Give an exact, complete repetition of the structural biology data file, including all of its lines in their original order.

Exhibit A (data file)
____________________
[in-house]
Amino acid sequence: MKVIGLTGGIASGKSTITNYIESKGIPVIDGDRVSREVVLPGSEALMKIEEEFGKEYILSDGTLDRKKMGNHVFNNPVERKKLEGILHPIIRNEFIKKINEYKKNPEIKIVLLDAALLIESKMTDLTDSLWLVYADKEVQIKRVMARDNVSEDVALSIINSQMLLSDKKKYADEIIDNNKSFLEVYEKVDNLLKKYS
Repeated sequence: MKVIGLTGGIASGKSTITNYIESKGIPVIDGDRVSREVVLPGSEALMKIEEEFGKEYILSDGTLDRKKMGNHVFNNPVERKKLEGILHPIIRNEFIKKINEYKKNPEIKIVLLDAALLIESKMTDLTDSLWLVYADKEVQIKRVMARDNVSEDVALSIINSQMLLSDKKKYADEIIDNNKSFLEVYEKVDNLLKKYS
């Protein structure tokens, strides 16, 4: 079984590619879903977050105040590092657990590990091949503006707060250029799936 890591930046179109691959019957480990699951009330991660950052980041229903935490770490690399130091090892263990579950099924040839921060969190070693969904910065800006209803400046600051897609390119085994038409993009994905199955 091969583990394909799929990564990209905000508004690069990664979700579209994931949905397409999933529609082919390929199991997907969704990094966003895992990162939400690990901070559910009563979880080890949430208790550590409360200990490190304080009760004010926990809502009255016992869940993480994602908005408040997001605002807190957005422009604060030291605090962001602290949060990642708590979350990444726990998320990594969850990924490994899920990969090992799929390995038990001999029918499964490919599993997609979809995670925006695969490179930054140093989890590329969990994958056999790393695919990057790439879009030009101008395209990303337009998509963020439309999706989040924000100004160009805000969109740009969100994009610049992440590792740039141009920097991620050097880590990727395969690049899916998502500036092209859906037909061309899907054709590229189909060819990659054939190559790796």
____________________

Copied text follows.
[in-house]
Amino acid sequence: MKVIGLTGGIASGKSTITNYIESKGIPVIDGDRVSREVVLPGSEALMKIEEEFGKEYILSDGTLDRKKMGNHVFNNPVERKKLEGILHPIIRNEFIKKINEYKKNPEIKIVLLDAALLIESKMTDLTDSLWLVYADKEVQIKRVMARDNVSEDVALSIINSQMLLSDKKKYADEIIDNNKSFLEVYEKVDNLLKKYS
Repeated sequence: MKVIGLTGGIASGKSTITNYIESKGIPVIDGDRVSREVVLPGSEALMKIEEEFGKEYILSDGTLDRKKMGNHVFNNPVERKKLEGILHPIIRNEFIKKINEYKKNPEIKIVLLDAALLIESKMTDLTDSLWLVYADKEVQIKRVMARDNVSEDVALSIINSQMLLSDKKKYADEIIDNNKSFLEVYEKVDNLLKKYS
């Protein structure tokens, strides 16, 4: 079984590619879903977050105040590092657990590990091949503006707060250029799936 890591930046179109691959019957480990699951009330991660950052980041229903935490770490690399130091090892263990579950099924040839921060969190070693969904910065800006209803400046600051897609390119085994038409993009994905199955 091969583990394909799929990564990209905000508004690069990664979700579209994931949905397409999933529609082919390929199991997907969704990094966003895992990162939400690990901070559910009563979880080890949430208790550590409360200990490190304080009760004010926990809502009255016992869940993480994602908005408040997001605002807190957005422009604060030291605090962001602290949060990642708590979350990444726990998320990594969850990924490994899920990969090992799929390995038990001999029918499964490919599993997609979809995670925006695969490179930054140093989890590329969990994958056999790393695919990057790439879009030009101008395209990303337009998509963020439309999706989040924000100004160009805000969109740009969100994009610049992440590792740039141009920097991620050097880590990727395969690049899916998502500036092209859906037909061309899907054709590229189909060819990659054939190559790796």